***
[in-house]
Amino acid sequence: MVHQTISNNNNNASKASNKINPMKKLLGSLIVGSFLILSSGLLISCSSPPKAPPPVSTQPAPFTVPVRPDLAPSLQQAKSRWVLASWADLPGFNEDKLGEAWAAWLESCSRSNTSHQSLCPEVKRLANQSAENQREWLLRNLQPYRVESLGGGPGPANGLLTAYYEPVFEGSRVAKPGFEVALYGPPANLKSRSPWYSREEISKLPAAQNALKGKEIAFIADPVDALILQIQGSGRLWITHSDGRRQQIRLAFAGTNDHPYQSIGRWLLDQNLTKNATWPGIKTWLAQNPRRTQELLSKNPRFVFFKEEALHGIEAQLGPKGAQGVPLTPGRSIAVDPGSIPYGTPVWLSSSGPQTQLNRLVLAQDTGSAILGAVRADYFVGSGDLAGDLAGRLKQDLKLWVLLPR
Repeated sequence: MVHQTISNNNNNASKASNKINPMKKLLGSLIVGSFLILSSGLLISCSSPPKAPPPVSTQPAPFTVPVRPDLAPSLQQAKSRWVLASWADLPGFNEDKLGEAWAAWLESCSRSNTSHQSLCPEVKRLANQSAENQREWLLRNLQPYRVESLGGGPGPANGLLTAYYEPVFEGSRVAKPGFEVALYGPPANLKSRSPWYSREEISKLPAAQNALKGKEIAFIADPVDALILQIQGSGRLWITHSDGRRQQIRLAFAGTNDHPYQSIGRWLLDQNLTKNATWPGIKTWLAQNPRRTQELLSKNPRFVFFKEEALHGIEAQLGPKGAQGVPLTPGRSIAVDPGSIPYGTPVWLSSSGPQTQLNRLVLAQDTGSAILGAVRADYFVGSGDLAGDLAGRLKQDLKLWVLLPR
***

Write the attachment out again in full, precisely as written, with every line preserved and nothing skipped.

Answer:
[in-house]
Amino acid sequence: MVHQTISNNNNNASKASNKINPMKKLLGSLIVGSFLILSSGLLISCSSPPKAPPPVSTQPAPFTVPVRPDLAPSLQQAKSRWVLASWADLPGFNEDKLGEAWAAWLESCSRSNTSHQSLCPEVKRLANQSAENQREWLLRNLQPYRVESLGGGPGPANGLLTAYYEPVFEGSRVAKPGFEVALYGPPANLKSRSPWYSREEISKLPAAQNALKGKEIAFIADPVDALILQIQGSGRLWITHSDGRRQQIRLAFAGTNDHPYQSIGRWLLDQNLTKNATWPGIKTWLAQNPRRTQELLSKNPRFVFFKEEALHGIEAQLGPKGAQGVPLTPGRSIAVDPGSIPYGTPVWLSSSGPQTQLNRLVLAQDTGSAILGAVRADYFVGSGDLAGDLAGRLKQDLKLWVLLPR
Repeated sequence: MVHQTISNNNNNASKASNKINPMKKLLGSLIVGSFLILSSGLLISCSSPPKAPPPVSTQPAPFTVPVRPDLAPSLQQAKSRWVLASWADLPGFNEDKLGEAWAAWLESCSRSNTSHQSLCPEVKRLANQSAENQREWLLRNLQPYRVESLGGGPGPANGLLTAYYEPVFEGSRVAKPGFEVALYGPPANLKSRSPWYSREEISKLPAAQNALKGKEIAFIADPVDALILQIQGSGRLWITHSDGRRQQIRLAFAGTNDHPYQSIGRWLLDQNLTKNATWPGIKTWLAQNPRRTQELLSKNPRFVFFKEEALHGIEAQLGPKGAQGVPLTPGRSIAVDPGSIPYGTPVWLSSSGPQTQLNRLVLAQDTGSAILGAVRADYFVGSGDLAGDLAGRLKQDLKLWVLLPR